Directorio Deco by Gloria Gonzalez

In Conversation

In Conversation: Vladimir Kanevsky

Vladimir Kanevsky creates porcelain flowers that have become an “objet du désir” for many. His sculptures are delicate, beautiful and easy to love: who wouldn’t like a bouquet of flowers that lasts forever?

Howard Slatkin , the late Oscar de la Renta, Carolyne Roehm or Deeda Blair are among his clientele and he is preparing an upcoming exhibition at the Hermitage Museum.  On today’s conversation, we are getting to know this fascinating artist.

Dear Vladimir, I’m a big fan of your sculptures. Who or what is your greatest influence?
Probably not from the field of flower making but most definitely real flowers, early 18th century porcelain and architecture. Sometimes even modern sculpture. For example on a recent excellent Picasso sculpture show in MoMA I noticed how he deals with something that I’d call gesture, freedom of gesture. I am trying to achieve it. This is a universal idea and genre does not matter.


You were an architect in USSR; when you arrived in America, you answered an ad for a ceramic maker—what prompted you to answer the ad? Was ceramic something that had ever interested you growing up?

Yes, it was an ad from the decorator Howard Slatkin. I needed some temporary work and asked a friend of mine to call and make an appointment. I started to experiment with very primitive ceramics back in Russia, but not with porcelain. There is a huge difference. After meeting Howard I had a month to buy simple equipment and learn porcelain making. I am still learning.


What was the first object you sculpted on porcelain?
I started with porcelain melons and papier-mâché cabbages of all things. Very primitive flowers started almost a year later. Eventually I developed a library of techniques and concepts.
I had to develop different techniques for almost every new flower. It is easy to see how different are for instance Lily of the Valley and Rose, Foxglove and Hollyhock, Lilac and Morning Glory. Some of them were rather simple, but some needed literally years to develop.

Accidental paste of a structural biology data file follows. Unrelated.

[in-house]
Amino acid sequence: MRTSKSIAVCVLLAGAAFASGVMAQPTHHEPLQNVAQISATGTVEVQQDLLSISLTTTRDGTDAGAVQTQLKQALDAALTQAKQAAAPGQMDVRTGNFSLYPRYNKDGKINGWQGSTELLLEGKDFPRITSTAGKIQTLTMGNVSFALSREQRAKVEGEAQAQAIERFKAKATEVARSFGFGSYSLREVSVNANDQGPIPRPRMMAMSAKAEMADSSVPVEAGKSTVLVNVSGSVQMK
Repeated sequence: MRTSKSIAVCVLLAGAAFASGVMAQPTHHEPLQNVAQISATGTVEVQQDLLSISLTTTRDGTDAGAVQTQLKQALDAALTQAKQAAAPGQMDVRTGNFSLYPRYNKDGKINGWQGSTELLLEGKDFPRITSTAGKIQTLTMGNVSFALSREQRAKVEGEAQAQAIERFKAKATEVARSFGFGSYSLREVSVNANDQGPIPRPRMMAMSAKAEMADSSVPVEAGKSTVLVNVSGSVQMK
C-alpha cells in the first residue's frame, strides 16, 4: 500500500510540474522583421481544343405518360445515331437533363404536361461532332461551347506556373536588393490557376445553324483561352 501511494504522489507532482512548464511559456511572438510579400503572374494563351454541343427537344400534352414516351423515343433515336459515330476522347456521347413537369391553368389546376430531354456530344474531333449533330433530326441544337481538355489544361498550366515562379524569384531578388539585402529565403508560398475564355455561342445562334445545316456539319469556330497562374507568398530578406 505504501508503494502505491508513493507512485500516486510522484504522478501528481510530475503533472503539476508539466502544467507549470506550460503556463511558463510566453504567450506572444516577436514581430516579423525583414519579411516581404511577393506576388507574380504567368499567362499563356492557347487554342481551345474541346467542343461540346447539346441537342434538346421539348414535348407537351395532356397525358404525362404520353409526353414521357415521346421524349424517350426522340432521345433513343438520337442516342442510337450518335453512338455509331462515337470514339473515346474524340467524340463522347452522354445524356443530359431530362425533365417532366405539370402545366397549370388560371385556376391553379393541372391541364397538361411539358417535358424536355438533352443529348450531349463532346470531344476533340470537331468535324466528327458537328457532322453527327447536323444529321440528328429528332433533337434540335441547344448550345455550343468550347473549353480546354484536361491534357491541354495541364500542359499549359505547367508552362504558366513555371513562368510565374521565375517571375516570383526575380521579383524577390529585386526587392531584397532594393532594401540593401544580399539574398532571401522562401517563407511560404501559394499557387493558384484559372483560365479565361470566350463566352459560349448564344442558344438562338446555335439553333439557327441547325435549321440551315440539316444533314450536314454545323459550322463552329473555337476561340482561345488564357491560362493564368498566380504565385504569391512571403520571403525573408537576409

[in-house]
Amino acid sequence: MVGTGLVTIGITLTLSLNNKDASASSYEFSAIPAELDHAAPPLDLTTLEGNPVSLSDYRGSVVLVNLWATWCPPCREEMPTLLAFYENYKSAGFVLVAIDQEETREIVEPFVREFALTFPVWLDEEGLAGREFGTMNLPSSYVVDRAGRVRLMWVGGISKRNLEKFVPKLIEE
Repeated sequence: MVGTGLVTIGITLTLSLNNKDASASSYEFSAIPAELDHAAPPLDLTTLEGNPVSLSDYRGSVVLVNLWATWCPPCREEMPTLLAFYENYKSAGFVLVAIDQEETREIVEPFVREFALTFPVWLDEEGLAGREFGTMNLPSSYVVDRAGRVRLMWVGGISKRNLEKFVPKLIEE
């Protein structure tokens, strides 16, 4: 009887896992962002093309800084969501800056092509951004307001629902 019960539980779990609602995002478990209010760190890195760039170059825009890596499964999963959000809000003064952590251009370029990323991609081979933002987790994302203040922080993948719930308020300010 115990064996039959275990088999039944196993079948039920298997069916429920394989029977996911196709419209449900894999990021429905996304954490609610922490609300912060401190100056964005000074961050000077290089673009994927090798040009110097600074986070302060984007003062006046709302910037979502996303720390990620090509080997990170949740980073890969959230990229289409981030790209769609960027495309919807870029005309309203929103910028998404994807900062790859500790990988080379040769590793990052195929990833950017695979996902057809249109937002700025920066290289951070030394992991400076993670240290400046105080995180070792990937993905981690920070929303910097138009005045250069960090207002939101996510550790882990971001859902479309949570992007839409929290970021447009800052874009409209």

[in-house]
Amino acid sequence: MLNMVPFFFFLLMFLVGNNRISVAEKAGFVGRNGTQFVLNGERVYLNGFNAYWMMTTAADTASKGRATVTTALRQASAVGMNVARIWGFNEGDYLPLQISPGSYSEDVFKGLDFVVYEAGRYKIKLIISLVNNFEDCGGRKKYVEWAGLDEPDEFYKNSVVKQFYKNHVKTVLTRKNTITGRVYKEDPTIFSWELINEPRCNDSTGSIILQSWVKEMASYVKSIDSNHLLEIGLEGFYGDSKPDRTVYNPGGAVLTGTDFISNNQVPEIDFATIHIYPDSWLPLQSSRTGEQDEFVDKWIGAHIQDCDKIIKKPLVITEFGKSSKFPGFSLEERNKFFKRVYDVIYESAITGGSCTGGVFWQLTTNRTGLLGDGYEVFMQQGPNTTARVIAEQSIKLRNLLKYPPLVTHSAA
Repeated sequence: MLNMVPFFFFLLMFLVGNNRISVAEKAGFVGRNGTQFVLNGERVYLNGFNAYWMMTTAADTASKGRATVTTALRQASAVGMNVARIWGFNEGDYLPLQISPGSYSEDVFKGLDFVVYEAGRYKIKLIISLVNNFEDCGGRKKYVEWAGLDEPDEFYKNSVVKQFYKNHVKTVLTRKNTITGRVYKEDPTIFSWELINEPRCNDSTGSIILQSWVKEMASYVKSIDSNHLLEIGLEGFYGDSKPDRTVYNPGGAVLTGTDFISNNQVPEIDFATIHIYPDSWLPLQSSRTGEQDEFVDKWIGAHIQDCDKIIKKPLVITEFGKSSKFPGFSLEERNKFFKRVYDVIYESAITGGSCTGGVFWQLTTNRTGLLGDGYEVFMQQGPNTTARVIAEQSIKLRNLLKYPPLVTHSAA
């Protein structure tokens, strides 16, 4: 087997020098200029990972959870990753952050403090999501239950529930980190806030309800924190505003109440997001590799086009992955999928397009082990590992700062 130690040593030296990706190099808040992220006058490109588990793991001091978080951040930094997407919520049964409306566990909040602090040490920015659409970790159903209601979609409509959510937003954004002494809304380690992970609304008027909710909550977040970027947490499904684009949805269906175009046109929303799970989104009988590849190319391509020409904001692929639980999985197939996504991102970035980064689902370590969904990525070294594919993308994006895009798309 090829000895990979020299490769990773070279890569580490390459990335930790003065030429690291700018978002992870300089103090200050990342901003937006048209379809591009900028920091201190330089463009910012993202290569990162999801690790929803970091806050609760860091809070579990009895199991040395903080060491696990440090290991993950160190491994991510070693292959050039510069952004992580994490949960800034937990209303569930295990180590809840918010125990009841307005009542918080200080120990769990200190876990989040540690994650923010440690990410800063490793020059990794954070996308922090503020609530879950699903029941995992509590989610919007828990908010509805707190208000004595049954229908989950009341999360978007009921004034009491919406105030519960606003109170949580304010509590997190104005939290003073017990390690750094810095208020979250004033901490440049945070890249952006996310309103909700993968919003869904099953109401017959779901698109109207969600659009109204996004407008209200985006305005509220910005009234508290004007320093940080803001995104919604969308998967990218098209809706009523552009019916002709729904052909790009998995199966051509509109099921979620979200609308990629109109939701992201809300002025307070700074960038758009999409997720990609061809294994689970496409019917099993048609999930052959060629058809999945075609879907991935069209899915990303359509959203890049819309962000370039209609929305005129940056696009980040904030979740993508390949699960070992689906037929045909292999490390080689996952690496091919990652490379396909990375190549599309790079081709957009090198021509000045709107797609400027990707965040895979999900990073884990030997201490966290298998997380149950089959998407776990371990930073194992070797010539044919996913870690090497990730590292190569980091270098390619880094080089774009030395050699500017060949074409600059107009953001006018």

What are the steps you follow to create a new sculpture?
First I study the real thing, sometimes on my backyard. Then I photograph and scan the plant in my computer. I have a huge database of flowers and old botanical drawings. I also ‘sketch’ in real porcelain and real metal. When you sculpt, all sketches mean nothing until you touch the clay, stone  or metal and your hands start feeling the material. I (with help of my assistants) usually make a lot of flowers of a certain kind and put them away. Recently we rebuilt our studio. It is right in our house which is very convenient for my wife and me. We both work 10 – 12 hours a day.


Vladimir Kanevky’s studio







Source: Carolyne Roehm


Thank you so much Vladimir!

Images: Vladimir Kanevsky unless otherwise specifically stated.

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In Conversation: Carlos Garcia

In today’s conversation I’m discovering a bit more about Carlos Garcia, a talented Spanish interior decorator based in London and Norfolk.

Dear Carlos, I absolutely adore your interiors. What are your biggest sources of inspiration?

Eastern cultures with their vibrant colours and profusion of patterns, and English country houses; not necessarily the grandest, but those unsung heroes that still survive seemingly untouched by interior designers, those houses in which “generational layering” conforms the backbone of its decoration.


What is the latest home accessory you have bought?

A set of three 17th century Delftware vases and a 19th century Djizak suzani.


Favourite London store?

The new Robert Kime showroom in Ebury Street. It’s exquisitely packed with beautiful antiques and the most wonderful selection of fabrics. I adore using Robert Kime fabrics, they provide that lived in look so intrinsically associated to English country house living.

Robert Kime’s new London showroom. Source: Robert Kime


You’ve been working as an interior designer for more than 10 years. What’s the best advice you could give to someone who’s trying to start their career in the interior design field?

It’s important to choose the right “practice based” academic formation as well as gaining ‘hands on’ knowledge and building a reliable network of suppliers and trusted craftsmen.


Favourite Spanish interior.